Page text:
More than a year after the announcement was first made of Nucor Steel coming to Sedalia, Nucor Sedalia has filed a 75 megawatt power purchase agreement with Evergy to power its plant using wind energy. 

The Nucor Sedalia micromill will be the first steel production plant in the United States to run on wind energy, according to Evergy. Vice President and General Manager of Nucor Sedalia Kevin Van de Ven said the source of energy “played a part” in Nucor’s decision to come to Sedalia. As North America’s largest recycler, having a renewable energy source was important. 

“The reason we located this mill in this region of the county was primarily because there was a demand for our product that we could service locally,” he explained. “There was also raw material, which in our case is scrap, that was available. Then finally we also had to have a reliable, efficient, cost-effective source of energy.

“As North America’s largest recycler we’re constantly looking for ways to increase energy efficiency and reduce our environmental impact. We are very pleased that our power provider is going to be able to use wind energy to supply the grid that will provide power to our mill,” he continued. 

Economic Development Sedalia-Pettis County Executive Director Jessica Craig was also excited about the agreement, saying it “helps increase the visibility that power may actually be cost-effective if used and sourced in the right fashion.” 

“I think it’s interesting that often times people have preconceived ideas about the steel industry, especially steel mills. That they are not clean operations,” she said. “Nucor specifically, they are the largest recycler in the United States so automatically they are a very green company. This takes it to the next level in that their carbon print will be reduced because of the great work by Evergy in developing the renewable wind power source for the facility.”

Being the first steel production plant in the United States to run on wind energy is not Nucor’s only example of being a leader in reducing environmental impacts. In the 1970s, Nucor was a leader in commercializing the use of electric arc furnaces to make steel.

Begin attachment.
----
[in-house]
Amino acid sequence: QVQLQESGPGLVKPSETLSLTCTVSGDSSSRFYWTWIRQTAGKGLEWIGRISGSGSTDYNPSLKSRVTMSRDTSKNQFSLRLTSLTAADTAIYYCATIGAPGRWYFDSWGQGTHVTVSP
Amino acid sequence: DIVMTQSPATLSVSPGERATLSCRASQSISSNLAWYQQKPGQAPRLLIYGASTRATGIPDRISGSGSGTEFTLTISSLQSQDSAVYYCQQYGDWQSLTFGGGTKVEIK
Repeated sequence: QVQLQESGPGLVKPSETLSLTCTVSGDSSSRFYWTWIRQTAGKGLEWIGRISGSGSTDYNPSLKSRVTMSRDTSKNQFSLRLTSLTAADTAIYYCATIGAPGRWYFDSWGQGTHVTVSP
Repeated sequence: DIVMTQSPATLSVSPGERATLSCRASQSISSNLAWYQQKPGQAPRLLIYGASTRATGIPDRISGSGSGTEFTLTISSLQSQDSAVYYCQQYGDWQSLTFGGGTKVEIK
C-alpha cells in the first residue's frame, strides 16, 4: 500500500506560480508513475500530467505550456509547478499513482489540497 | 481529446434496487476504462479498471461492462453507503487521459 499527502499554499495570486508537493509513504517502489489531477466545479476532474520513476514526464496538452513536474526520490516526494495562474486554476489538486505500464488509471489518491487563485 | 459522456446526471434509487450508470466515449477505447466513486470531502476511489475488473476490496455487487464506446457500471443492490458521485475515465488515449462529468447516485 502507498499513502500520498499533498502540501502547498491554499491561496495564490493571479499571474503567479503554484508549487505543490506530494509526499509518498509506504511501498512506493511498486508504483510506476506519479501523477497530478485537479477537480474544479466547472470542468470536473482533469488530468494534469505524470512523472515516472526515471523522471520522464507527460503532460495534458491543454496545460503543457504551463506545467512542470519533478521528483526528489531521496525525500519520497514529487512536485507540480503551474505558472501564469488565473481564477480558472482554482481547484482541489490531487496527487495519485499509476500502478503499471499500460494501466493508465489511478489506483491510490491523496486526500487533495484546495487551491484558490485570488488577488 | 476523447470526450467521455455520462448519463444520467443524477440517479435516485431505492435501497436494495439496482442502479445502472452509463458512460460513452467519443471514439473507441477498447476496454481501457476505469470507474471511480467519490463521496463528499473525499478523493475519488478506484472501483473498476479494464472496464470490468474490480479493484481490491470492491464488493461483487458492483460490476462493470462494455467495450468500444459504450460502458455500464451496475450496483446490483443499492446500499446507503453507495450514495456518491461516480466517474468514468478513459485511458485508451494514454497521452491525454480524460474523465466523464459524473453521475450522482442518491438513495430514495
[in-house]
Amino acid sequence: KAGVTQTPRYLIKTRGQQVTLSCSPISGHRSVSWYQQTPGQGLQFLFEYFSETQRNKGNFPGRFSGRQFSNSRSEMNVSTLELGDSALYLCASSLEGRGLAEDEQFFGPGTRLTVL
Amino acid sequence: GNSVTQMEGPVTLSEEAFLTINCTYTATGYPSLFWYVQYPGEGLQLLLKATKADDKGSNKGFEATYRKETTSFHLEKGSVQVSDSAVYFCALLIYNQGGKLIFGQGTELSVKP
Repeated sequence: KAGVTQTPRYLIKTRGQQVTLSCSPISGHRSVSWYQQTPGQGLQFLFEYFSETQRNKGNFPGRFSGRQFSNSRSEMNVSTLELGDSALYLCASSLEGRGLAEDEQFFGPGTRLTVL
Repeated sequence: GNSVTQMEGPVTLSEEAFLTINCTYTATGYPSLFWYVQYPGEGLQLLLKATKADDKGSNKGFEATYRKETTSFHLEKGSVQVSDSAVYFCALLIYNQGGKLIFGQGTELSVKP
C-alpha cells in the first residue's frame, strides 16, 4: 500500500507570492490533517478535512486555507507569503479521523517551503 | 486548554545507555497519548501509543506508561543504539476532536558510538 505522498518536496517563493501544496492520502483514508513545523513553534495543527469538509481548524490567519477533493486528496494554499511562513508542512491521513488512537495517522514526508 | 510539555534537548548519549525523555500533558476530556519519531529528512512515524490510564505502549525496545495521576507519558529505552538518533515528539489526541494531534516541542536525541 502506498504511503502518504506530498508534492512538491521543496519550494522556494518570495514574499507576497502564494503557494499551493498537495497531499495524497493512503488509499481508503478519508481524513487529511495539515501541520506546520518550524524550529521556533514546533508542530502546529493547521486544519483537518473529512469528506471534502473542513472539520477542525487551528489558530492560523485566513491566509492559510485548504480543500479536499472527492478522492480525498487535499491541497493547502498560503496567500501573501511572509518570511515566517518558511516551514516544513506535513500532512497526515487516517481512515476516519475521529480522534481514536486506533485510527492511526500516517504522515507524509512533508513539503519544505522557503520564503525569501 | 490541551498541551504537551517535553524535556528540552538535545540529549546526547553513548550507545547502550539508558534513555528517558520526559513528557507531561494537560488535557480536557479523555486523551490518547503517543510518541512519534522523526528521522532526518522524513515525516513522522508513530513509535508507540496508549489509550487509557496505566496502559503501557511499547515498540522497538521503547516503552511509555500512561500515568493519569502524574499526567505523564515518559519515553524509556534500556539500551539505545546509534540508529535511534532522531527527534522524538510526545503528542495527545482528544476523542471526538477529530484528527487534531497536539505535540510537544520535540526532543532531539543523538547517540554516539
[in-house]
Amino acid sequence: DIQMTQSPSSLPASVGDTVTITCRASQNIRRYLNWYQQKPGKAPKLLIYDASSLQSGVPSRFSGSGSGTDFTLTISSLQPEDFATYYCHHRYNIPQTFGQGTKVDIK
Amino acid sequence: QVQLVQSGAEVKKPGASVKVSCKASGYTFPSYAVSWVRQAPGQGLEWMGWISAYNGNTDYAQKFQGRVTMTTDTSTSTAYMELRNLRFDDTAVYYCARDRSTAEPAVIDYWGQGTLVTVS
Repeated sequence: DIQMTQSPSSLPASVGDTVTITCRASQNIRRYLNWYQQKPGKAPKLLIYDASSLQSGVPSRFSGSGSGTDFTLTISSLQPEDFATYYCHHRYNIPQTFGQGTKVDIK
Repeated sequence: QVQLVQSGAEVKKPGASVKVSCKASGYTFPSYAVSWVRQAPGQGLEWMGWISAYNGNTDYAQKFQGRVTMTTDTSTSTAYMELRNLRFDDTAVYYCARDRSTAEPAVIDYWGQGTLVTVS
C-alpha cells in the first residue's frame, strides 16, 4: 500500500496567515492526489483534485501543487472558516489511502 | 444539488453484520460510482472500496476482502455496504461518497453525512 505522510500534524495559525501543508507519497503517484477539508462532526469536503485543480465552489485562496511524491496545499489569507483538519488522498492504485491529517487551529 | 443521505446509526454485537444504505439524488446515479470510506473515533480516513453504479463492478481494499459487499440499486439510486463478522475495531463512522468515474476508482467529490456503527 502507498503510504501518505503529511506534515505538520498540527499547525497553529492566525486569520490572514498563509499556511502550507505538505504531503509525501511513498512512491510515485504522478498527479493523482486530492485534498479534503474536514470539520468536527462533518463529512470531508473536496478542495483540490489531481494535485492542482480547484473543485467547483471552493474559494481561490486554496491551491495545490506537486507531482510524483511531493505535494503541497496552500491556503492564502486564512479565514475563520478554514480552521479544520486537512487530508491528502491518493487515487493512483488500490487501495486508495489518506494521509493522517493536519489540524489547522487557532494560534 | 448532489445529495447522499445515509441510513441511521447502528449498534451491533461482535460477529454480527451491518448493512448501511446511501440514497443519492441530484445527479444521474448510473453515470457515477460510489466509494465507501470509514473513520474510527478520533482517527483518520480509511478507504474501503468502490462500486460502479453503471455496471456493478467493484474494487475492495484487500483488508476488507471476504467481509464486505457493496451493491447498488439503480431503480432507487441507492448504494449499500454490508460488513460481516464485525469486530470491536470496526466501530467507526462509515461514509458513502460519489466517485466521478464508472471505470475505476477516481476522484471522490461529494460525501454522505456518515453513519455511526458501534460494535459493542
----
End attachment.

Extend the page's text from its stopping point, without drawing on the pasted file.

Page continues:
“An electric arc furnace is different from the old blast furnaces where you would mine for iron,” Van de Ven said. “An electric arc furnace primarily uses scrap and Nucor was a pioneer in commercializing the use of them. It really changed the way that steel was being made in the United States. More and more people are using electric arc furnaces now.”

Today, Nucor uses 100% scrap steel to make its products. 

“It’s kind of neat that things that could possibly be going to a landfill or shipping out of the region to mills, where you’re going to use fossil fuels to ship the product a long way, are going to come here and be recycled into rebar,” Van De Ven explained.

“It is used in construction projects. So if you think about it, we’ll use recycled material, energy provided by our providers which is going to use renewable energy to support our power demand. We’ll have Missouri steelworkers make the product and we’ll use this product to rebuild Missouri and other Midwestern states’ infrastructure.”

The Sedalia site is also full of things that reduce the impact of the steel mill on the environment, according to Van de Ven. It is a micro-mill, meaning its footprint is “very small” compared to traditional steel mills. It also features technologies that are used throughout the mill to improve energy efficiency and reduce energy use. Van de Ven said Nucor is constantly looking for ways to improve. 

“Our goal here at Nucor still today and across all Nucor sites is to continue to look for ways to increase our energy efficiency,” he said. 

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